Did your apartment building suffer any earthquake damage? The committee needs to investigate
As if Melbourne hasn’t endured enough over the past 18 months. Pandemic, lockdown, anti-vax riots, losing the hosting rights to the AFL Grand Final, and now, an earthquake.
What’s next? A plague of locusts perhaps …
While the immediate effects of the 5.9 magnitude earthquake on Wednesday,
September 22 only resulted in minor property damage being observed and, thankfully, no loss of life, the ongoing effect of the tremor and its aftershocks may give rise to minor building damage in apartment buildings.
The types of damage that might be apparent to the naked eye would most likely simply be the appearance of minor cracks in apartment walls.
In a very small number of buildings, the basement and carpark areas might well show signs of cracks appearing in walls also.
This is not a cause for alarm. All modern buildings in Australia are designed to withstand earthquakes and all sorts of seismic activity.
However, if a building was showing signs of settlement cracks before the earthquake, there is every possibility those cracks would have got larger following the quake.
In very rare cases, and where there are pre-existing defects in the concrete and steel slab foundations, there is a chance the earthquake would accelerate the decline and degradation of materials.
To do a comprehensive structural engineering check of the building would be incredibly invasive, time consuming and very expensive. In short, it would not be recommended to do so, unless the building was aware of pre-existing issues in relation to foundations.
With the above in mind, any apartment building that has actual knowledge (i.e., has received advice from an engineer) that there is an issue or a potential issue with its structures and foundations must immediately notify its insurer and seek to commission an expert report.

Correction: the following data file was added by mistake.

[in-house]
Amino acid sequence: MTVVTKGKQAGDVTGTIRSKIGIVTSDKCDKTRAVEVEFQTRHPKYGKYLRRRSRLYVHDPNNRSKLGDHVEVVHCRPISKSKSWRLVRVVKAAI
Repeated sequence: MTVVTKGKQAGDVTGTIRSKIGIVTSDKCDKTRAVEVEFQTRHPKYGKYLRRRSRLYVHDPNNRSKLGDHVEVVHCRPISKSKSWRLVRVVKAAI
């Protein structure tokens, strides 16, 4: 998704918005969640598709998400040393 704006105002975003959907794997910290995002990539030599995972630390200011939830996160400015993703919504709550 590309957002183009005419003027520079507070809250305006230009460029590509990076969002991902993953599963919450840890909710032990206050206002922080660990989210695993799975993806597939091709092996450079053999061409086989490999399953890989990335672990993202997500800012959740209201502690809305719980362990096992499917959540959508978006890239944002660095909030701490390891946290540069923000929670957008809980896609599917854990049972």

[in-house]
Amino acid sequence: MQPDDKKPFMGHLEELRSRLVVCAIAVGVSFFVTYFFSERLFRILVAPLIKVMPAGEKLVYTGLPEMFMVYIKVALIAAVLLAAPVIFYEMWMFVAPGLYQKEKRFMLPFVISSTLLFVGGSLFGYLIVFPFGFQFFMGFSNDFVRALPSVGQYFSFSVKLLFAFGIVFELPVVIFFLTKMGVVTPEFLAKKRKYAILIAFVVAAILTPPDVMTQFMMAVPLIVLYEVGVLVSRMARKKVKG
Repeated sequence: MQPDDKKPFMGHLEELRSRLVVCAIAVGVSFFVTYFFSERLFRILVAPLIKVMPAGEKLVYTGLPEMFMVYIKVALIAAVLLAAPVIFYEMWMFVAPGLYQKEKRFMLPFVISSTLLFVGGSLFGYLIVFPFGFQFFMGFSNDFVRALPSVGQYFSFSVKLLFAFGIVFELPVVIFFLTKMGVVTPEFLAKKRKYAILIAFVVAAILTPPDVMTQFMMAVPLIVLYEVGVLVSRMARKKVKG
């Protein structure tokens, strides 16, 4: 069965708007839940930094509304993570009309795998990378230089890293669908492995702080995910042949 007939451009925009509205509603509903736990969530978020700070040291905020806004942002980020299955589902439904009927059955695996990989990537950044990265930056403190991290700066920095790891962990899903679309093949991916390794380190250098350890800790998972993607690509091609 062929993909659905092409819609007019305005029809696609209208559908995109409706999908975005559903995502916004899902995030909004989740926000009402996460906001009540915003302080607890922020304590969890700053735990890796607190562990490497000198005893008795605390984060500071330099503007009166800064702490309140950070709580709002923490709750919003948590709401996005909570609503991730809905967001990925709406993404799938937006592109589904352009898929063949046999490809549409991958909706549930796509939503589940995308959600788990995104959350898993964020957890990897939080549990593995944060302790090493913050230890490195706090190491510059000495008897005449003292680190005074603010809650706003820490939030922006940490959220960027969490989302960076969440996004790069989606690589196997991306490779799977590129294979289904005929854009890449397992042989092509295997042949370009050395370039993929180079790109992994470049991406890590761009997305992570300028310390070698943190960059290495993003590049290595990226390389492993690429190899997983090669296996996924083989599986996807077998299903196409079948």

An owners’ corporation is obligated under its insurance policy with a duty to act in the utmost good faith and is also under an obligation to comply with a duty of disclosure to promptly advise of any issues.
No doubt insurers will be sending its loss assessors all over Melbourne in the coming weeks and months to respond to notifications of potential claims. OCs need to act decisively and urgently in order to commission these loss assessment investigations. Delays to act might ultimately result in a denial of coverage.
In addition, it would be wise for OCs to send a survey to all residents of the building asking for tenants and owners to self-report their observations of any earthquake damage in the form of cracking on the walls and floors that they may have noticed in their apartments or on the common property.
The survey results can then be passed to the building’s insurer for further investigations and determination.
In this regard, it is always better to be safe than sorry •